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Are disabled children being denied their right to an education?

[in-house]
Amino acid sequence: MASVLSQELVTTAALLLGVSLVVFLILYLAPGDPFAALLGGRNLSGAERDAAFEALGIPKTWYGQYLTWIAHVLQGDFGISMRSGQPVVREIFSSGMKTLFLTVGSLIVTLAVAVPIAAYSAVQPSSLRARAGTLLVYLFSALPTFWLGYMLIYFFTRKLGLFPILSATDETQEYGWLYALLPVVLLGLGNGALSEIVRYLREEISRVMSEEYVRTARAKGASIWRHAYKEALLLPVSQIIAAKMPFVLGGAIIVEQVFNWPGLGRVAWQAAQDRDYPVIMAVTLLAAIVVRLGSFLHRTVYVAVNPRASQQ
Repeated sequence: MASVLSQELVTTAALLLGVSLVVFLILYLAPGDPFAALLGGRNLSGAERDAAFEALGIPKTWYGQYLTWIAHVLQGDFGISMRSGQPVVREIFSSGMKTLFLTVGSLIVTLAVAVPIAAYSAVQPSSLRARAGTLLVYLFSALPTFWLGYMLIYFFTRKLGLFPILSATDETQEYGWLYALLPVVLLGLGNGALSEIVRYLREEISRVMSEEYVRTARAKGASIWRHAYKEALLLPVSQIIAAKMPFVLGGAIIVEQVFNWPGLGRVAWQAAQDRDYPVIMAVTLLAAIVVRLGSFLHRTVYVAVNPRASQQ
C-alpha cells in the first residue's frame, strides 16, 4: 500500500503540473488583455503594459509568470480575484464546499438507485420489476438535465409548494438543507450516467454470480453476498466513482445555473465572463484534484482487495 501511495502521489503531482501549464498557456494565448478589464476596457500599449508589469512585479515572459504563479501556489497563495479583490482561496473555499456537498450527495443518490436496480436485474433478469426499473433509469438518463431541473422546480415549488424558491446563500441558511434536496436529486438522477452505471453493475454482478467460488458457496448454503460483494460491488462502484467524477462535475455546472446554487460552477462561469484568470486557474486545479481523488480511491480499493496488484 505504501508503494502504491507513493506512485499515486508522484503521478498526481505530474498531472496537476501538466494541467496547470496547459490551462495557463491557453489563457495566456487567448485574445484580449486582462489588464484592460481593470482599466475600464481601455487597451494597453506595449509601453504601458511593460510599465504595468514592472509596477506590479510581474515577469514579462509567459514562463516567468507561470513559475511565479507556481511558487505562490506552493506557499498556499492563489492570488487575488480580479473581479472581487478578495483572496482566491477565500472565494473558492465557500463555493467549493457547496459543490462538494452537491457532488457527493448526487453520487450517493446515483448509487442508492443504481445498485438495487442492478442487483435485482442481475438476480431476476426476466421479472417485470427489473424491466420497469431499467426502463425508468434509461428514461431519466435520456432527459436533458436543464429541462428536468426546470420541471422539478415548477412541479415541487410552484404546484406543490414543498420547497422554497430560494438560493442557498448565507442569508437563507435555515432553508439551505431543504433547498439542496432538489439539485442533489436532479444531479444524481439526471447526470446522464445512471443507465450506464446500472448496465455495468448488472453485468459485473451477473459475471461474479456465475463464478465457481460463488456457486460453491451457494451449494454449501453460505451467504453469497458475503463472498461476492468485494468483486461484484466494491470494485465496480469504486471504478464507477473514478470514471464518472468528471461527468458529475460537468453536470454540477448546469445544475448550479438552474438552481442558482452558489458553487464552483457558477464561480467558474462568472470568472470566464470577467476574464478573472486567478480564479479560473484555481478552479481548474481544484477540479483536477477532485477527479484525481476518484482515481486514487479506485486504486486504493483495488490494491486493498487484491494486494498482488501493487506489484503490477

Posted on Jul 3, 2014 | 7 comments

Are disabled children being denied their right to an education?